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Default 10-08-2007, 08:23 PM

Renishaw Hall

This seventeenth century mansion has been occupied by the Sitwell family for the past 400 years. Reports of a haunting there go back at least 100 years. The current owner's grandfather made many of the improvements to the estate that are visisble today, such as the garden, park, and lake, as well as cosmetic changes to the interior. During some of these renovations involving the enlargement of the central staircase, a secret was revealed that may be the cause of the hauntings.

Back to 1885. Miss Tait, daughter of Archibald Campbell Tait, the Archbishop of Canterbury had been invited to Sir George's (the renovator) coming of age party. She was given a first floor bedroom to stay in. In the middle of the night she woke up because someone was kissing her. She ran to the room where Sir George's sister was sleeping and told her. Miss Sitwell then made up a bed for Miss Tait on the sofa, explaining that she would never sleep in that room because she had had the same experience there.

After the party, Sir George's agent, a Mr. Turnbull, came to see him about some business. During the conversation, Sir George laughingly told him the story of Miss Tait's phantom kisser. The agent didn't laugh. He looked shocked and then related a story of his own.

When Sir George had lent him the use pf Renishaw Hall for his honeymoon, a friend of the bride had come to stay. She slept in that same bedroom and had reported the same experience. She was so shaken up that she left earlt the next morning. Mr. Turnbull had put it down to an over-active imagination.

A few years after Miss Tait's vsisit, Miss Sitwell was entertaining guests in an upstairs drawing room after dinner. The room was brightly lit and the door to the hallway was open. She was chatting away when she realized there was a figure in the hallway outside. Her friends claimed to have seen nothing but Miss Sitwell's eyes obviously following something. She later wrote of her experience, "I saw the figure with such distinctness that I had no doubt at all that I was looking at a real person."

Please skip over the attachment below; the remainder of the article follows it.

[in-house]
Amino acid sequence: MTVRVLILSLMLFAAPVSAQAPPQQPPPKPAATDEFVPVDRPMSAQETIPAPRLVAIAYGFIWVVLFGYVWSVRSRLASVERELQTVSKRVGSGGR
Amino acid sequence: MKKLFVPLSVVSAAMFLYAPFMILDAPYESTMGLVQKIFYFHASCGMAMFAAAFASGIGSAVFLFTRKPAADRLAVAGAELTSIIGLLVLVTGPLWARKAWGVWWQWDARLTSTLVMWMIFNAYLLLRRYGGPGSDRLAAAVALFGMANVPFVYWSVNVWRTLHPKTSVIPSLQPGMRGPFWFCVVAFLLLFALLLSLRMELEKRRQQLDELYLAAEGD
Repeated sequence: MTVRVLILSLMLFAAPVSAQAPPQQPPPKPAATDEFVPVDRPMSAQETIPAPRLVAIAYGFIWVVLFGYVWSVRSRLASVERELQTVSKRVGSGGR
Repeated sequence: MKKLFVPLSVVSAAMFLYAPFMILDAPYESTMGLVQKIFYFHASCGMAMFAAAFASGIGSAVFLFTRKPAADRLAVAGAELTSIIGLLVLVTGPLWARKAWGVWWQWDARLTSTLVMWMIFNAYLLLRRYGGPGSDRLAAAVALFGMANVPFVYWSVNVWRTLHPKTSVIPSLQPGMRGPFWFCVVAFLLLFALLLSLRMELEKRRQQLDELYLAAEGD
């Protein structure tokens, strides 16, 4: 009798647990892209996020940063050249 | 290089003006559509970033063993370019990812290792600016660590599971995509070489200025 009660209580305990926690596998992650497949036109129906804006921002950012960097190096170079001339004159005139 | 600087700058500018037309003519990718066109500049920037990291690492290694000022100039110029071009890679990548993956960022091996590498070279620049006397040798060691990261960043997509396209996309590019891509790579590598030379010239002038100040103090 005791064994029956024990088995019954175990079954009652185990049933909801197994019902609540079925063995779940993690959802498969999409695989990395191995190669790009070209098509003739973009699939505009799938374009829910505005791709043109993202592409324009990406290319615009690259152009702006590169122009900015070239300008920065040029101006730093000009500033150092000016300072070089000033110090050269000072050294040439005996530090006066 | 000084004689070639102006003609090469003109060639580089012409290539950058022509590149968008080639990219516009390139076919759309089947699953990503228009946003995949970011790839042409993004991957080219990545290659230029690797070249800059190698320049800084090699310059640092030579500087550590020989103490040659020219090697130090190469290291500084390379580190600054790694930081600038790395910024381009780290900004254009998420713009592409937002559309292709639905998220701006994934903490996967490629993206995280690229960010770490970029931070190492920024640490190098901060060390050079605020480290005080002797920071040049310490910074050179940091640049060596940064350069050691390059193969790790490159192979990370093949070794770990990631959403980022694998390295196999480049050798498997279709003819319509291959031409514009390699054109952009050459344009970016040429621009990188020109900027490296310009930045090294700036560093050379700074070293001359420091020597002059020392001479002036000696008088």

The figure was of a woman, seemingly a servant, with gray hair in a bun under a cap. Her dress was blue and had a full dark skirt. She moved as if trying to avoid detection or notice, but her arms were stretched out in front of her with hands clasped. She moved towards the top of the staircase and disappeared. Lady Sitwell called out, "Who's that?" and urged her firends to acompany her on the chase. They were jsut about to give up when one young woman, looking into the hall below cried out,"I believe that's the ghost!"

Where her old room used to be, she saw a woman with dark hair and dress, obviously distressed and deep in thought. Her figure cast no shadow. She slowly glided around and then melted away.

Back to the secret...

During the enlargement of the staircase, the first floor room where the women had had their harrowing experience, as well as Miss Sitwell's old room, had to be demolished. Sir George asked the clerk to take note of anything interesting that was found. Maybe Sir George was psychic, because when the floor was taken up, a coffin was discovered between the joists of the bedroom floor. From its constrcution, and the fact that it had nails rather than scr'ews, it was dated from the 17th century. It had been attached to the joists with iron clamps. It had no lid, since the floor had served as a lid.

The coffin did not contain a skeleton or bones, but there were marks in the coffin that indicated that a body had been in it. The coffin has kept its secret. What happened there and the origin of the coffin has never been discovered.

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